In our study of the Bhagavad Gita last week, we talked about the inner war that rages inside each one of us. The war between different sides of ourselves. There’s the ego that understands itself in isolation, that sees itself as separate from everything and everyone. The ego self is that part that says “I am me.” The voice of the inner egothe I maker—can go in 100 different directions. It can bounce back and forth between judging and aggrandizing. Through the lens of ego and separateness, we can feel deeply unworthy one day and utterly special and deserving of praise the next. Our mind can be overrun with selfish desires, notions of all the external things that will bring us a sense of calm and ease, all the external things that we need in order to achieve happiness.

At the Yoga Church Gathering last week, one member asked: “So how do I calm the ego or bring it more into balance when it’s barking like a dog at me on so many levels?” 

This well articulated question brings us right back to the inner war raging inside of us. Because while the ego is loud—it is fighting for survival and separateness—it’s only one part of us. The teachings of yoga point us toward another part. A much quieter part. Unlike the ego barking its list of demands, this part of us speaks in whispers. Its voice is so quiet, that if we’re not listening to the silence within us, we might just miss it.

So let’s take a moment to pause, to get quiet. I invite you to feel your feet on the ground… Remember the Earth… Feel the air on your skin… Remember the sky… Remember the vastness of the universe… Feel the breath moving in and out of the body… Feel the shape of your body change in response to the coming and going of breath… 

If thoughts are present (and of course, they are!) don’t worry. Feel the breath moving in and out of the body… See if you can find the space of pause, it might be less than a second, between one breath and the next. After your next exhale, pay close attention. Can you find the pause, the space of stillness, before the next breath begins?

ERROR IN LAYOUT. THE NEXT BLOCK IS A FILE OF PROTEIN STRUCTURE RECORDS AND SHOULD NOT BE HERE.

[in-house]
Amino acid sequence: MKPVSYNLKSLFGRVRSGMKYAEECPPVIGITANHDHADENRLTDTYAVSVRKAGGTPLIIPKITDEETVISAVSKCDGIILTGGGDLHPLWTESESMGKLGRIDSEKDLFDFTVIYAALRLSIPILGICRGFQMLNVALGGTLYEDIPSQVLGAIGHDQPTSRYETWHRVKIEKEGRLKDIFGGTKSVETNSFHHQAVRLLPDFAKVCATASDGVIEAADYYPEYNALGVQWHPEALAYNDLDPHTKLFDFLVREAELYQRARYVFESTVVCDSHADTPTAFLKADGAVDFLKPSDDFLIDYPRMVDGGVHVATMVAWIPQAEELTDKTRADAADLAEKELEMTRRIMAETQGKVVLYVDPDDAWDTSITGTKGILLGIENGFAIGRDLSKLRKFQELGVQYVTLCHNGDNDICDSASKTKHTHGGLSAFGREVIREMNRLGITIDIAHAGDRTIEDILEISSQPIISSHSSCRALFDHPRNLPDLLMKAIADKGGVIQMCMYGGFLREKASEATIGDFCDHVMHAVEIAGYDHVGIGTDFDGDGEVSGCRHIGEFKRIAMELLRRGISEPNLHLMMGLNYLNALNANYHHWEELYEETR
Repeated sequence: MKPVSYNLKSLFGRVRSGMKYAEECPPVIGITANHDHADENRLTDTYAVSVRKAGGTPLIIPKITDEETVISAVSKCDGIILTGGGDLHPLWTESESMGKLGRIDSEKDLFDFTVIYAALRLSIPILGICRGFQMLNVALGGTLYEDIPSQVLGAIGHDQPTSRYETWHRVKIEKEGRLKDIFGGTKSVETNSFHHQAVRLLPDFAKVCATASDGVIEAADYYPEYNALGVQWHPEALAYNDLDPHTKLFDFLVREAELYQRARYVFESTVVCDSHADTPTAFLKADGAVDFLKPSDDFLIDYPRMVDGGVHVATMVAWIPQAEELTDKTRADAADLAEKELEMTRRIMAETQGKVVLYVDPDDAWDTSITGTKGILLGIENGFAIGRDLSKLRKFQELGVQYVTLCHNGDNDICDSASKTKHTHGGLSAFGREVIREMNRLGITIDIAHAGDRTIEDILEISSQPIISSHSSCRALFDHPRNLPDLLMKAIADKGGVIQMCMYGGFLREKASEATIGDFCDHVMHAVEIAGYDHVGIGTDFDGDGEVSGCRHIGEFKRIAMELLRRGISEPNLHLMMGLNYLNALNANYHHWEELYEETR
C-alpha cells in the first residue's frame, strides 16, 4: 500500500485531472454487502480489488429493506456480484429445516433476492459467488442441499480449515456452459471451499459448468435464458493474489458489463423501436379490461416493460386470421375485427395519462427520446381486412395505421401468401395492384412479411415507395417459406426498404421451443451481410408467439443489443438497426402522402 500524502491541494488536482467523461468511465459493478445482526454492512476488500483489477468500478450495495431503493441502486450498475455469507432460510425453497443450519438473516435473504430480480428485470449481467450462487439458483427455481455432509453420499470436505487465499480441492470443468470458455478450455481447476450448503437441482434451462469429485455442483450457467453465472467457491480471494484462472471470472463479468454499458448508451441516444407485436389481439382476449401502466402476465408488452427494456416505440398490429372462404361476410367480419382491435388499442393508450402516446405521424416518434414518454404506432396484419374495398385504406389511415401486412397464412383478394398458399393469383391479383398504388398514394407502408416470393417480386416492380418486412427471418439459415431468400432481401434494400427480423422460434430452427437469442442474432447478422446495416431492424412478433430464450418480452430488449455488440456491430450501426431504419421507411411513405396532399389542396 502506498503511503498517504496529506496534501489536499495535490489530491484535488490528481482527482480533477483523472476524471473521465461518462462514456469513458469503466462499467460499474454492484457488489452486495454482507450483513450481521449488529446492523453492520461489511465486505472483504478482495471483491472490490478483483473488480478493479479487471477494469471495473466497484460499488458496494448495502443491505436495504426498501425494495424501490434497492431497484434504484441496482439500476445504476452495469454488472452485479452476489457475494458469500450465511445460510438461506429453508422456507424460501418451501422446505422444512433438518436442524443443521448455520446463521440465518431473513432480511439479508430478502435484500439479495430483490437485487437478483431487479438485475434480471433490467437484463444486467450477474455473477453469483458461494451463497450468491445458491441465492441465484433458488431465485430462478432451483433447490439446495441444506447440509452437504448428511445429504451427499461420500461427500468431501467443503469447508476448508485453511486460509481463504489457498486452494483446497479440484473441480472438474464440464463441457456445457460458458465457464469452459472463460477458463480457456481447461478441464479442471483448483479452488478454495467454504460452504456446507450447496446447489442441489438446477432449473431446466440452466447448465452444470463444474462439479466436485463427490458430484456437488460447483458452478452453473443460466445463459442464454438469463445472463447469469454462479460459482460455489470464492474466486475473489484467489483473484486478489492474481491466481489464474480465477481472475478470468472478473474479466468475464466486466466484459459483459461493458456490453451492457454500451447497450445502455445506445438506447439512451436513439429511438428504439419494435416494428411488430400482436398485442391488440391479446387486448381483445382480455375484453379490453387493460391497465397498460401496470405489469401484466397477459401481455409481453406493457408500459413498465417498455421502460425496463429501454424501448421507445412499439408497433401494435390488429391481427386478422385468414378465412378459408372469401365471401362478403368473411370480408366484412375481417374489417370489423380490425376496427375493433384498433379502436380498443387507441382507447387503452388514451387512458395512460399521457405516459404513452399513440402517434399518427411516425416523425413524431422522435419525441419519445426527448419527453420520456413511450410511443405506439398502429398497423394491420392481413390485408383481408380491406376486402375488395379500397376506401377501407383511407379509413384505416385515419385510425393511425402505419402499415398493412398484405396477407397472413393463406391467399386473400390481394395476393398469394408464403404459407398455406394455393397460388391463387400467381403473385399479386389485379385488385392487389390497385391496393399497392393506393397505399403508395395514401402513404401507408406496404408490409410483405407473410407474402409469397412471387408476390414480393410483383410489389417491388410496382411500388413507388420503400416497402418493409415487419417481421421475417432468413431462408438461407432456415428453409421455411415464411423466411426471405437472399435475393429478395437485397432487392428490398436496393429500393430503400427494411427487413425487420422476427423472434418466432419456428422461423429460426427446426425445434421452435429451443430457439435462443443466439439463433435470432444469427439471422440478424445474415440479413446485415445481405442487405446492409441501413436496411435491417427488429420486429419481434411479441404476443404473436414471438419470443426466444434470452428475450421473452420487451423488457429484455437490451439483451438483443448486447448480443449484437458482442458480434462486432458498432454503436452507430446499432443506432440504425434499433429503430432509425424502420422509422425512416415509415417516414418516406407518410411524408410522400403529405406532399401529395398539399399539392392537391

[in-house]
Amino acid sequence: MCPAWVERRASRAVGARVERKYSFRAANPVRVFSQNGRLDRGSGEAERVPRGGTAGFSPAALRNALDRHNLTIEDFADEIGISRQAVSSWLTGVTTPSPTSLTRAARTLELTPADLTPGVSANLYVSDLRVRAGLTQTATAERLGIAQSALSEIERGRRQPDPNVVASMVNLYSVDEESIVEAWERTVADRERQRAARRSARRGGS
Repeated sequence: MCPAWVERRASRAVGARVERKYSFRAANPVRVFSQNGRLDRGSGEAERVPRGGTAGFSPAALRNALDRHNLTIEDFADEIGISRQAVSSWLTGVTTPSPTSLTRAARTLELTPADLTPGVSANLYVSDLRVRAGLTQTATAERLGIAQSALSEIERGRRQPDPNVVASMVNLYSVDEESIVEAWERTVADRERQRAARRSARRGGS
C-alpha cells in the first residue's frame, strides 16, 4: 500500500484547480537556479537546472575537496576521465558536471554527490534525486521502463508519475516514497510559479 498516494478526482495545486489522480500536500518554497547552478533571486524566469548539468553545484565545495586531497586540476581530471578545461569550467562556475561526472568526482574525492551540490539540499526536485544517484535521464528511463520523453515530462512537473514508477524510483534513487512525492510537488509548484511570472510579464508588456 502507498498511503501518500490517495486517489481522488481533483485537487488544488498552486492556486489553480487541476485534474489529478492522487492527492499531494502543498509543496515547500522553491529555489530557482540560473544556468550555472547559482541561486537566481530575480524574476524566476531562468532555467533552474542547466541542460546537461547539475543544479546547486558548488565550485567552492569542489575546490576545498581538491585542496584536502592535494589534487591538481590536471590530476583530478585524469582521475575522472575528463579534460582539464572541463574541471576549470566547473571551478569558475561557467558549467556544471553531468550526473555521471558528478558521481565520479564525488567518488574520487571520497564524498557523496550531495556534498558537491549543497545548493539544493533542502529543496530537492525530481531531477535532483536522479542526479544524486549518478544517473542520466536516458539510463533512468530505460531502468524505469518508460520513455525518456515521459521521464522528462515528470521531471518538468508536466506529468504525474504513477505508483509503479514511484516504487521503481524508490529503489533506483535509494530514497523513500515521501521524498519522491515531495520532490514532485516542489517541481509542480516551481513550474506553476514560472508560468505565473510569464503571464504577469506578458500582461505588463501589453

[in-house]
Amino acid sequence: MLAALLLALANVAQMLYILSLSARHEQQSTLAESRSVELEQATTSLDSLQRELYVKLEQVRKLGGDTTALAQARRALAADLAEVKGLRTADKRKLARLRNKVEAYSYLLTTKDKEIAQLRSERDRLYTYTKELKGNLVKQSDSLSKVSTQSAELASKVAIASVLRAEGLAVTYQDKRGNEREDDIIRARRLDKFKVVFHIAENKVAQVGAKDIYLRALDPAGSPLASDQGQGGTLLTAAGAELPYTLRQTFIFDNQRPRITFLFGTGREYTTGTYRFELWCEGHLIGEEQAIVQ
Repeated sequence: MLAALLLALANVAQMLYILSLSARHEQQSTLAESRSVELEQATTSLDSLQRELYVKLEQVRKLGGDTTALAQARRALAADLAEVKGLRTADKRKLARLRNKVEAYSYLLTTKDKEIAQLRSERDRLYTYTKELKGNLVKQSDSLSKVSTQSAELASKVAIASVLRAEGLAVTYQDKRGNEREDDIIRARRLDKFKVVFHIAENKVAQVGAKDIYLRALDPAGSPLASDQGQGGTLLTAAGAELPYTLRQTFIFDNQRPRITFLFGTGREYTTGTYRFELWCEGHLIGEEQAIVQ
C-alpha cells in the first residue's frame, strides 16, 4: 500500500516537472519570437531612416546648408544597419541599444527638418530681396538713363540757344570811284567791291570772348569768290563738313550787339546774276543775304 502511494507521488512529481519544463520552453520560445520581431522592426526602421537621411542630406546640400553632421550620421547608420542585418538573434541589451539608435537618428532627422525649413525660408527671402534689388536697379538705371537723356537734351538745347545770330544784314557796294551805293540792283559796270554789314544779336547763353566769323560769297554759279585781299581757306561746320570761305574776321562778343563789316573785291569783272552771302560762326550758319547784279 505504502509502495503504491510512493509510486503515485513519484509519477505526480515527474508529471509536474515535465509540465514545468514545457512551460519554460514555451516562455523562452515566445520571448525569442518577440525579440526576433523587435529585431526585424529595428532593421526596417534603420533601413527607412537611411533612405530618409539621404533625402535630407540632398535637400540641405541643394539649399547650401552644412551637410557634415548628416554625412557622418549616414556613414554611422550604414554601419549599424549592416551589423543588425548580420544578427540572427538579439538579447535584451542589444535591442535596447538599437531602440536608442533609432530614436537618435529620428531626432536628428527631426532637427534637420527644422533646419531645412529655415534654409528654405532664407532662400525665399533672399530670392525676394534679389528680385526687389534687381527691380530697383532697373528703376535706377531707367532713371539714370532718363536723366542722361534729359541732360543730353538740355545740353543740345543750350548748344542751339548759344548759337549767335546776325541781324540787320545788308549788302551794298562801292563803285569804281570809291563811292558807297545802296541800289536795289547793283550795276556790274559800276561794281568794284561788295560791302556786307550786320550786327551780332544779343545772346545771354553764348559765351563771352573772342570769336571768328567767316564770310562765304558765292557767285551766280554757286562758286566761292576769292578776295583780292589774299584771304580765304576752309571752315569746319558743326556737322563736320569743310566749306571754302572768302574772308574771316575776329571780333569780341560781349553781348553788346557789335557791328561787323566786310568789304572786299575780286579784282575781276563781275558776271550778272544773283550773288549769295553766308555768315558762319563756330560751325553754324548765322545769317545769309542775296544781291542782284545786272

Now, see if you can find the space of pause between one thought and the next. Again, it might be less than a second. That’s ok. Pause, listen inward. Don’t pay attention to the content of your thoughts, just watch the movement of thoughts. Pay close attention. Can you find the pause, the space of stillness, between one thought and the next? 

Allow your attention to drop into the space of the heart… Listen inward, what do you hear?… What do you hear when you get underneath the ever yelling ego, underneath all the conditioned ideas of right and wrong, underneath the noise of the external world? What do you hear when you direct your attention deep into the cave in the cave in the cave of the heart. Listen inward, what do you hear? 

What’s the thread you don’t ever let go of? 

There is no right answer here. There’s only your answer. 

The Bhagavad Gita describes an inner battle between different sides of ourselves. For the purpose of this sermon we’ll call them the ever barking ego and the thread. The ego is loud. It’s hard to forget. But the thread is a thread. Imagine holding a tiny thread in your hand. When you drop it, it’s hard to find. 

Keeping hold of the thread is a practice. 

It takes effort and consistency. It takes dedication and devotion. In order to keep hold of the thread, we have to pause. We have to get quiet and pay close attention. We have to find the space of stillness that exists between one thought and the next. Between one breath and the next. Between one feeling and the next. 

Keeping hold of the thread is a practice.

Again and again and again, every time we feel overrun by the ever barking ego and our well conditioned sense of desire and attachment, we have to pause. We have to search out the inner stillness of our heart and listen for the whispers.

What’s the thread you don’t ever let go of?

COMMUNITY COMMENTS

We all benefit from the wisdom of spiritual community. And community means more than one voice, so please add yours to the conversation. What did this week’s sermon and reflection questions spark in you?